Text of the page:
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Composite Laminate Characterization and Piezoelectric Actuator Testing for the Design of a Precision, Adaptive, High-Strain Composite Hinge

Michael A. Echter

Monday, March 27, 2017
2:00 p.m.
Hopeman 224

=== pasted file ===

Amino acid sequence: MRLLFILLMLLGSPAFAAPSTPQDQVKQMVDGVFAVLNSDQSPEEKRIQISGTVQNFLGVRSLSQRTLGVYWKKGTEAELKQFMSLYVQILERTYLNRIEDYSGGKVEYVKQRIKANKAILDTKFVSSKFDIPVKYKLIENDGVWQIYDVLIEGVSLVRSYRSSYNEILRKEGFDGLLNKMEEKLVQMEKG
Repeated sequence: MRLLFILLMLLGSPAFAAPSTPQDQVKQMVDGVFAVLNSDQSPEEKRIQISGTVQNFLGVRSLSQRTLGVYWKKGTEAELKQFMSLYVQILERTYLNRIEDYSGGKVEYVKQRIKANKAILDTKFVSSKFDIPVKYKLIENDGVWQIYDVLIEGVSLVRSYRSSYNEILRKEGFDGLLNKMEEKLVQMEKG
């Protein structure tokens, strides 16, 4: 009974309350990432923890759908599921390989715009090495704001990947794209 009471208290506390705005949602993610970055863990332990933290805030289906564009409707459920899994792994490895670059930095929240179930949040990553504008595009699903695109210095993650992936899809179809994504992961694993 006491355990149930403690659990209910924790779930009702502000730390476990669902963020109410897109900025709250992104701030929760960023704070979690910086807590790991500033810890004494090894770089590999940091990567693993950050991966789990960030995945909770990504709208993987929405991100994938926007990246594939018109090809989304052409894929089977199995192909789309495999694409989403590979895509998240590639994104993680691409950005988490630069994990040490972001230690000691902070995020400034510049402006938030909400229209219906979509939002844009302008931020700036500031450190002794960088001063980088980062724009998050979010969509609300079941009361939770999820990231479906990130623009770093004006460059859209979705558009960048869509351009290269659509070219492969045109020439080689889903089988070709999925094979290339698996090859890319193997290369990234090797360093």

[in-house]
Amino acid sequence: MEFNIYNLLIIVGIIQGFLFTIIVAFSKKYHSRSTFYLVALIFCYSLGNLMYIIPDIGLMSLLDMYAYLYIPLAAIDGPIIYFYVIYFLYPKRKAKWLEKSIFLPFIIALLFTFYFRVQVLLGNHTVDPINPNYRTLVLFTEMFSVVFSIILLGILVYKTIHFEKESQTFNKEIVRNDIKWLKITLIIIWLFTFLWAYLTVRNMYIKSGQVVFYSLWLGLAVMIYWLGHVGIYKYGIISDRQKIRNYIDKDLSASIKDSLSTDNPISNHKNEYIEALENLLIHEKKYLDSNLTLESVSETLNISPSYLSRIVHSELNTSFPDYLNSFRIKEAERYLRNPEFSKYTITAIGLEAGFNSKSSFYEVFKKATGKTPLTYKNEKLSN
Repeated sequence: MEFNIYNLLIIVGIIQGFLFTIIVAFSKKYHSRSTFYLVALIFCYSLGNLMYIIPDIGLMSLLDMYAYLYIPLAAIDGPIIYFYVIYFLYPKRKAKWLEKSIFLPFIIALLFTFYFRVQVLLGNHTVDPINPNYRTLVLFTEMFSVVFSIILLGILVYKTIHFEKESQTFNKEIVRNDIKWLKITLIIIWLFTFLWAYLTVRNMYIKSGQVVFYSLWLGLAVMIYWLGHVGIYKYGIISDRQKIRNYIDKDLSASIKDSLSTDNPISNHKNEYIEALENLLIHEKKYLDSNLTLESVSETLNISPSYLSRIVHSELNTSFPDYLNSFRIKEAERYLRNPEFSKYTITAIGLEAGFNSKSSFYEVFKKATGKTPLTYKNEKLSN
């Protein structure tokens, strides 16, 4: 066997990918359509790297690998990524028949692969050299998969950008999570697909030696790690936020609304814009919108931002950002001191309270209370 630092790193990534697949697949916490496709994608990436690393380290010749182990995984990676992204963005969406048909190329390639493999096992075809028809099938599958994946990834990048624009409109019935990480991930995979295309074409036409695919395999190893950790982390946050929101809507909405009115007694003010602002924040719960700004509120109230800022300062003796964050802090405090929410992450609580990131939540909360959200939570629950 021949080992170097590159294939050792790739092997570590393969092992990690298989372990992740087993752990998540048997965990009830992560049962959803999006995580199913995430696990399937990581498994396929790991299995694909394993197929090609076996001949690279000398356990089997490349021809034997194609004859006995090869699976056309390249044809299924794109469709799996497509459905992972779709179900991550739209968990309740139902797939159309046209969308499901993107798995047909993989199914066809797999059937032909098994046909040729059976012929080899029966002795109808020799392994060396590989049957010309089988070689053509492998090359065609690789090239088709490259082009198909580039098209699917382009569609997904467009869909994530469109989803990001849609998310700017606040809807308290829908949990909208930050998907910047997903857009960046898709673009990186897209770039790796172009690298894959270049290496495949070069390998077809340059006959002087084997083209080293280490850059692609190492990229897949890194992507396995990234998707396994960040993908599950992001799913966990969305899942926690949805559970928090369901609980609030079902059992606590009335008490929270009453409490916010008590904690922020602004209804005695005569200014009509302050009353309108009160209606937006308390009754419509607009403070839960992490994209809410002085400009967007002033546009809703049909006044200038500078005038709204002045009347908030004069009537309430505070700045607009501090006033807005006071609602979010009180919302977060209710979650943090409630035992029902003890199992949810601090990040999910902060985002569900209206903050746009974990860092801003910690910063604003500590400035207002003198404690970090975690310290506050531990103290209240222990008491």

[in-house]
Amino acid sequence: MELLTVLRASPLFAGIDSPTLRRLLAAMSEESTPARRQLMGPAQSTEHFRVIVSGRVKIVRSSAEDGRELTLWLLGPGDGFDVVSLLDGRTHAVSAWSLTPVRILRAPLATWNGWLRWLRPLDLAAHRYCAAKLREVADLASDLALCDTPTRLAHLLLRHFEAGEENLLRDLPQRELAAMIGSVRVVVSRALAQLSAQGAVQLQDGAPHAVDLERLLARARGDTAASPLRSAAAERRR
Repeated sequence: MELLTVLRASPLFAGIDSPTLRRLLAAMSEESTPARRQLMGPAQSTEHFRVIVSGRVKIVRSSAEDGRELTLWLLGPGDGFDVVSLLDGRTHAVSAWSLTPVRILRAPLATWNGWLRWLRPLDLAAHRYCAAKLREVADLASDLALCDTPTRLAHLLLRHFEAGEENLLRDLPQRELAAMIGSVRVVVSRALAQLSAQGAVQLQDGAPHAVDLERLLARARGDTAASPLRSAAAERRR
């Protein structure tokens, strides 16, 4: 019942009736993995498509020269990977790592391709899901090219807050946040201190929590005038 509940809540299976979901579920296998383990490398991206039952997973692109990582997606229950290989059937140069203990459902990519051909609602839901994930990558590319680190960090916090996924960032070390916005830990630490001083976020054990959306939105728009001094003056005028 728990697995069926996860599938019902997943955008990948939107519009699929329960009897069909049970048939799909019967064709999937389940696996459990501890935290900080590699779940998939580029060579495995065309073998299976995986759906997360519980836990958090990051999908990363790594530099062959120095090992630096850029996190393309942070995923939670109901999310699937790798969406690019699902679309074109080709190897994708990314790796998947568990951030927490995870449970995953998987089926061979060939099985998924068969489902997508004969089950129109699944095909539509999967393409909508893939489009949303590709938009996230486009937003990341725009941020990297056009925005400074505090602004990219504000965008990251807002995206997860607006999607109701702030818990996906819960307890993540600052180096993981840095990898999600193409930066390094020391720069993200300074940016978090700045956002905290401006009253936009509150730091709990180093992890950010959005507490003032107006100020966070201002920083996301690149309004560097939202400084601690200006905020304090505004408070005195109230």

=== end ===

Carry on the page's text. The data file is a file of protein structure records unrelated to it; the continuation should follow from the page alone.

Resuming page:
The DISCIT (Deployable In-Space Coherent Imaging Telescope) research effort at MIT Lincoln Laboratory seeks to develop a 0.7 m diameter deployable sparse-aperture primary-mirror telescope that leverages advances in high-strain composite deployable structures and piezoelectric actuation technologies. A system such as DISCIT could provide affordable, high-resolution, persistent space-based imaging in a low-SWaP (size, weight, and power) design over existing technologies. A key challenge with deploying a sparsely filled primary in an imaging telescope is the precision required to collocate the mirror segments relative to the other optical components. DISCIT addresses this in two ways: (1) the primary mirror segments are deployed and coarsely positioned using flexible composite hinges to achieve better than ±10 µm piston and axial positional repeatability and ±100 µrad pitch and roll angular repeatability, and (2) the mirror segments are then phased using piezoelectric actuators that accomplish the final precision alignment of the optical system. Therefore, the composite hinges only need positional and angular repeatability within the capture range of the piezoelectric actuators. This proposal focuses on the selection of the piezoelectric actuators and the development of the flexible composite hinges used to deploy the primary mirror segments, including materials testing for the elastic properties of the laminate being used and measurements of the positional and angular repeatability of a candidate hinge selected for future experiments. A novel, precision, adaptive, high-strain composite hinge design will be proposed that incorporates piezoelectric patch actuators bonded to the laminates on the characterized candidate hinge to enable a low-SWaP design for multi-DOF active alignment of the primary mirror segments.